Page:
Changing Church and State Relations in Hong Kong, 1950-2000

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Hong Kong University Press, Aug 1, 2003 - Social Science - 248 pages
The transition of the Churches from the traditional colonial setting of Hong Kong in the aftermath of World War II to the mature Christian community of post-industrial, post-colonial Hong Kong is analysed with considerable skill by Beatrice Leung Kit-fun and Shun-hing Chan... The two authors add significantly to our understanding of the dilemmas which confronted not only the Churches in adjusting to the transition from British rule but the wider community as well. The book gave detailed account of Hong Kong's church-state relationship in metamorphosis. It should be an important text for students in both political science and China studies, and especially in the history of Hong Kong. A timely effort to fill a major gap in the study of Hong Kong society – church-state relations. Students of Hong Kong research will find it most informative and useful. But its relevance goes beyond Hong Kong – this is a major reference for those who are interested in the areas of sociology of religion, civil society, political science and East Asian studies. The book is the first piece of substantial research to analyze Church-State relations in Hong Kong during the critical period of the handover from British to Chinese governance. It is certainly an original contribution, in such scale, to raise the attention on an under-studied, controversial and important area which may critically affect the changing socio-political dynamics in Hong Kong. This manuscript is an informative, insightful, and timely study of Church-State relations in Hong Kong over the past 50 years.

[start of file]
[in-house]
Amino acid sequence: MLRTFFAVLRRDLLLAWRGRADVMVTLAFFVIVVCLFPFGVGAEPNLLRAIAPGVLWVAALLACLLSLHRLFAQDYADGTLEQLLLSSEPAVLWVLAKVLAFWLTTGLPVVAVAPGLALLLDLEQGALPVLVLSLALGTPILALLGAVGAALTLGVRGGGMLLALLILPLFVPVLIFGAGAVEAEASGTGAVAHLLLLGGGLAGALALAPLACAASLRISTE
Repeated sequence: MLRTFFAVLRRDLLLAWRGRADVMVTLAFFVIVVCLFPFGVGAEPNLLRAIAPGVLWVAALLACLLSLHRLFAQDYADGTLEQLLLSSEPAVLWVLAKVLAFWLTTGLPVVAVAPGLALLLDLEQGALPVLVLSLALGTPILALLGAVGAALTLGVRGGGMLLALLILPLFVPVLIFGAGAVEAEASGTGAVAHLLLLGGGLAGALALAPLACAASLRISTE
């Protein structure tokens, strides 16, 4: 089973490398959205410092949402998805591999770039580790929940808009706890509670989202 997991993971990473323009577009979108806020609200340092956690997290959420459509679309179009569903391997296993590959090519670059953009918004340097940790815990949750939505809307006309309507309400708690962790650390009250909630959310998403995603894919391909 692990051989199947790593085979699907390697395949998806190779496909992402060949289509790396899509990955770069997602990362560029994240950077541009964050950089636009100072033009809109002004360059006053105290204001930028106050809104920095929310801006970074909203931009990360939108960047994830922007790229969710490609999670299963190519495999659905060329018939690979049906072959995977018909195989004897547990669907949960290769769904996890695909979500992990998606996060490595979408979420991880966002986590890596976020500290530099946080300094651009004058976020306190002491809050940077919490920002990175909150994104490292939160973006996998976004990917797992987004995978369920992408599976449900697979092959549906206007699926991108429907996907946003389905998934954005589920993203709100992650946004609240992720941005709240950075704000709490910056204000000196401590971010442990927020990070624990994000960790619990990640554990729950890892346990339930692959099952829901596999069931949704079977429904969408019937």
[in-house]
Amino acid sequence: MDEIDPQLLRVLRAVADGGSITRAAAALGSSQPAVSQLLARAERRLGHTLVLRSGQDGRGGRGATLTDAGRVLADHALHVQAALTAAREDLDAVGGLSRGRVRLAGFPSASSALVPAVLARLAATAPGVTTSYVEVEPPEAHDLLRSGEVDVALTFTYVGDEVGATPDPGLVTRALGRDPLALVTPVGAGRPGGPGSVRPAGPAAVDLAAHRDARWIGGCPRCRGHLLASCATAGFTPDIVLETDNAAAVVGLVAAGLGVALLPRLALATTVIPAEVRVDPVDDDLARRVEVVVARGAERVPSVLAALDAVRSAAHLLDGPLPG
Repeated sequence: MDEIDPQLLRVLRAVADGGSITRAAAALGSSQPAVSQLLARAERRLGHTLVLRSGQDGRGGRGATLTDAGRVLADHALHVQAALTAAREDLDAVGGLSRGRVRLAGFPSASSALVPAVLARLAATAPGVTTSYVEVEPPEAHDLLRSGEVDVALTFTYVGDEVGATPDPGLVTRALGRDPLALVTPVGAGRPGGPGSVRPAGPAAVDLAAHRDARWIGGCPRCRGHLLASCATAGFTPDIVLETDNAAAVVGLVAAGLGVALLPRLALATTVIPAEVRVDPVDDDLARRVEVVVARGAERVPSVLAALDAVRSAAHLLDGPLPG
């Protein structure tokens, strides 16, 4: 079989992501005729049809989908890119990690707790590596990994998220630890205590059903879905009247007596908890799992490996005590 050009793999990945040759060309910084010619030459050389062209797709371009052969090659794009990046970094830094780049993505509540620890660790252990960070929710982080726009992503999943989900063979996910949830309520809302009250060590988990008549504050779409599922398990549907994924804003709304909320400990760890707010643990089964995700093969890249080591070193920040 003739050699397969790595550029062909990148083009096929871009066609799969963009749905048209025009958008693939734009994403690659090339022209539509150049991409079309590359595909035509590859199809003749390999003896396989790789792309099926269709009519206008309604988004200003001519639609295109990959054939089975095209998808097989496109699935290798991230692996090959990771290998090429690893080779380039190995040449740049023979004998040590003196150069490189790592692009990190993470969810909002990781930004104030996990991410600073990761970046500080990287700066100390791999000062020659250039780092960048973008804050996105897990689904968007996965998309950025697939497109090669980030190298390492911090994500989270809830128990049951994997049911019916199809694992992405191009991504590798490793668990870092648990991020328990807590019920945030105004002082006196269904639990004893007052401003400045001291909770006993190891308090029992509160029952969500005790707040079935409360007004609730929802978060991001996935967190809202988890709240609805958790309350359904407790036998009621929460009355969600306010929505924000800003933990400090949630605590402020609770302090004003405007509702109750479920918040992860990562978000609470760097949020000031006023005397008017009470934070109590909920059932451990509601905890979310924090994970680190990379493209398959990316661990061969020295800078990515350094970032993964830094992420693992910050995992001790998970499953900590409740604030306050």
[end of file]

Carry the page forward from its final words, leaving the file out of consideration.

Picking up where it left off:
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Contents

1 Introduction
1
2 ChurchState Relations Models
11
3 Traditional Relations Between the Hong Kong Government and Christian Churches
23
4 Hong Kong Christian Churches Defend Religious Freedom and Choose Representation on the Selection Committee During the Transitional Period ...
47
5 Nontraditional Relations Between the Hong Kong Government and Christian Churches
73
6 The Hong Kong SAR Government and the Catholic Church
107
7 The Hong Kong SAR Government and Protestant Churches
125
8 Summary and Conclusions
145
Appendixes
157
Notes
179
Bibliography
197
Glossary
213
Index
221
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About the author (2003)

Beatrice Leung is Professor in the Department of Politics and Sociology at Lingnan University, Hong Kong. Shun-hing Chan is Assistant Professor in the Department of Religion and Philosophy at the Hong Kong Baptist University.

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